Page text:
Two initial suggestions (probably obvious):
- Drop back to four days while your ankle heals (as perhaps the increase in volume aggravated the condition)
- Catch everything in the power position for now
From there, you can have two different takes: try to find approximate substitutions that strengthen the same areas that are strengthened by the offending exercises, or address weaknesses that contribute to the overall problem. During injury recovery you sometimes have to reorient your goals from fulfilling the exact goals of the program to addressing contributing weaknesses.
The former would be something like using lunges (with shin perpendicular to the floor to minimize dorsiflexion), planks, and general back work for front squats. Not ideal, but better than nothing. The latter would be aggressively addressing a particular weakness in the movement--for instance, if you fail front squats consistently due to weakness in your upper back, now is the time to hit barbell rows/"Zercher back curls"/whatnot hard.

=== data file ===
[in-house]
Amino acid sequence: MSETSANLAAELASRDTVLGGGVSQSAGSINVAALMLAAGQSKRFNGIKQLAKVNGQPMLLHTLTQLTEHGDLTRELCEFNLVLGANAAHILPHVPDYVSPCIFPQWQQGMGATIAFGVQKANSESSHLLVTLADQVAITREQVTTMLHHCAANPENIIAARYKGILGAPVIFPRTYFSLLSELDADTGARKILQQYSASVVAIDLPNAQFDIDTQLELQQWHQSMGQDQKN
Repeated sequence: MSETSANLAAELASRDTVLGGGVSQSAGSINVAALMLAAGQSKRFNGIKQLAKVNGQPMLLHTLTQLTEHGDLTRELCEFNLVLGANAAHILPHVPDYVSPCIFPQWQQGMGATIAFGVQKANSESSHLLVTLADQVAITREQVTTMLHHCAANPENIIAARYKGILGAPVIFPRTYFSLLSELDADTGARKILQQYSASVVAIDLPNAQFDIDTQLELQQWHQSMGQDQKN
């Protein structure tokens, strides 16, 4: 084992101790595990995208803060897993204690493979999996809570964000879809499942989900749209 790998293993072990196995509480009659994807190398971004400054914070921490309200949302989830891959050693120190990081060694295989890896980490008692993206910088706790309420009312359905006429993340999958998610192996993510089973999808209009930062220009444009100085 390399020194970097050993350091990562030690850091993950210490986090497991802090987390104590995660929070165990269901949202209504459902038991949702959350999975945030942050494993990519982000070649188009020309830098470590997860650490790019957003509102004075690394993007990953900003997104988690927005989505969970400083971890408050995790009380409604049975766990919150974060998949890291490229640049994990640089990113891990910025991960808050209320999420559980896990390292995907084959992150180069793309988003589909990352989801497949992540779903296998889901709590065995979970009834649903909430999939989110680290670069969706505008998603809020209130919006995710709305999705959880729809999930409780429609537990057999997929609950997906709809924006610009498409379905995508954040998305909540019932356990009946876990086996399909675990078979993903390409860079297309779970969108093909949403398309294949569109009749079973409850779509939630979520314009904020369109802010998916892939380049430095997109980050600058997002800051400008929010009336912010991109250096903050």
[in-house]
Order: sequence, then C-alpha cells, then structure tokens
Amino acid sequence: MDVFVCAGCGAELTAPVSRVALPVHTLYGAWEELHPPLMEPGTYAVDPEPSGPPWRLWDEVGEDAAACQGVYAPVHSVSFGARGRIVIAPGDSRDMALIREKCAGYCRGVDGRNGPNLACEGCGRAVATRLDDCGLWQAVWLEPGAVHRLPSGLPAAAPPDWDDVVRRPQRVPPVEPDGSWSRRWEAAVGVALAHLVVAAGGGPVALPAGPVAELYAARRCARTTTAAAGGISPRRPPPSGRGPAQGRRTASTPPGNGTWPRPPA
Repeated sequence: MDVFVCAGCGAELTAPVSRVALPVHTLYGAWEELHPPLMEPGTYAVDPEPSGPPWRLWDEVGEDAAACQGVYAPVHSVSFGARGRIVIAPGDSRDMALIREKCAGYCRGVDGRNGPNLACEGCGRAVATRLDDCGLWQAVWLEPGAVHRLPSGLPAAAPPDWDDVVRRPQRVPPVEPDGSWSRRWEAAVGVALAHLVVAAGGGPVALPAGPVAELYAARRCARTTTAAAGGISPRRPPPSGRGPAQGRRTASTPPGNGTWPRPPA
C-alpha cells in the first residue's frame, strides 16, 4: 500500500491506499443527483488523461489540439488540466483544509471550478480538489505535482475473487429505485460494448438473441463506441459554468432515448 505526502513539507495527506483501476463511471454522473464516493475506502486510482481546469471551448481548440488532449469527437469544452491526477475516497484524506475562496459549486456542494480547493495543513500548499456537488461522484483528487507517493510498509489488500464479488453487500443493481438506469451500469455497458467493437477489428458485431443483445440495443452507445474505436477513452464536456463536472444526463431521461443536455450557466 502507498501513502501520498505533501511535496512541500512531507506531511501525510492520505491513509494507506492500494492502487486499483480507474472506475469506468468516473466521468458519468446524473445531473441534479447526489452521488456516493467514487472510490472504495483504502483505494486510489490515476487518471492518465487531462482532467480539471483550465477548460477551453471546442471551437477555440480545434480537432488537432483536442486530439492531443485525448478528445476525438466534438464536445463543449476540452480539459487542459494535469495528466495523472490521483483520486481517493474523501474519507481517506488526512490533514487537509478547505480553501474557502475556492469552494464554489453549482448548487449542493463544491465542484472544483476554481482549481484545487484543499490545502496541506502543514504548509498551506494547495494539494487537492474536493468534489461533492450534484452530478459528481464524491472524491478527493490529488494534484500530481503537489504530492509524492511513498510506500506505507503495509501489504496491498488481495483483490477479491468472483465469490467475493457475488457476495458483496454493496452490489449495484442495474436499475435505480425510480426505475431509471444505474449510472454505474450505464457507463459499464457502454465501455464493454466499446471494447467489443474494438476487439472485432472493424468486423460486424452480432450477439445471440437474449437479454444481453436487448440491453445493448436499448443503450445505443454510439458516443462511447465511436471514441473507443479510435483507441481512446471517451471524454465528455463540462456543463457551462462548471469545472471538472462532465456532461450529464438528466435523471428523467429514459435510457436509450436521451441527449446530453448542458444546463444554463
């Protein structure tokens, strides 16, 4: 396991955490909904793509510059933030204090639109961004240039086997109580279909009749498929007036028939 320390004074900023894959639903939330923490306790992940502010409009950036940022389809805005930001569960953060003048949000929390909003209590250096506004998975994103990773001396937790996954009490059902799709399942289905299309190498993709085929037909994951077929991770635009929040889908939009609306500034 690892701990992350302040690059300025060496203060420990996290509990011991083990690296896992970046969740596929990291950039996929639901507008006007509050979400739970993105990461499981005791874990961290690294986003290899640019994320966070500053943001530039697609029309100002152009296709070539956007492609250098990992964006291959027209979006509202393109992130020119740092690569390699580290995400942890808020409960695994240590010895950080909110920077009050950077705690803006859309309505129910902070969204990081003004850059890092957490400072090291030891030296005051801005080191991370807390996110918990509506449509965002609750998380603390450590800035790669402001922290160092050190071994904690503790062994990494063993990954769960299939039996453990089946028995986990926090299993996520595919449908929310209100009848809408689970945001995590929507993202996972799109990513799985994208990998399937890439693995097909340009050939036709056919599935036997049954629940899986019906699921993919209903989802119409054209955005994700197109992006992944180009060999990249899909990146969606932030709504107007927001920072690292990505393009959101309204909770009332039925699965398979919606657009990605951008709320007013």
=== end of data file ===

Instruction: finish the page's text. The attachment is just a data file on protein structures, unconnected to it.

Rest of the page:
Are you still able to pull from the floor? If so, this opens up a lot of possibilities, especially if your problem is positional strength. Pause pulls/deadlifts (like pausing at the knee, etc) and pulls from blocks, hang, etc can be tremendously helpful for developing positional strength as well as drilling those aspects of the movement.
Granted, these are all ideas for substitutions rather than anything one-to-one. You have to look at the exercises that you can't do, decide for each one whether you lack overall strength in it or if there's an area that's particularly lagging, and make appropriate substitutions.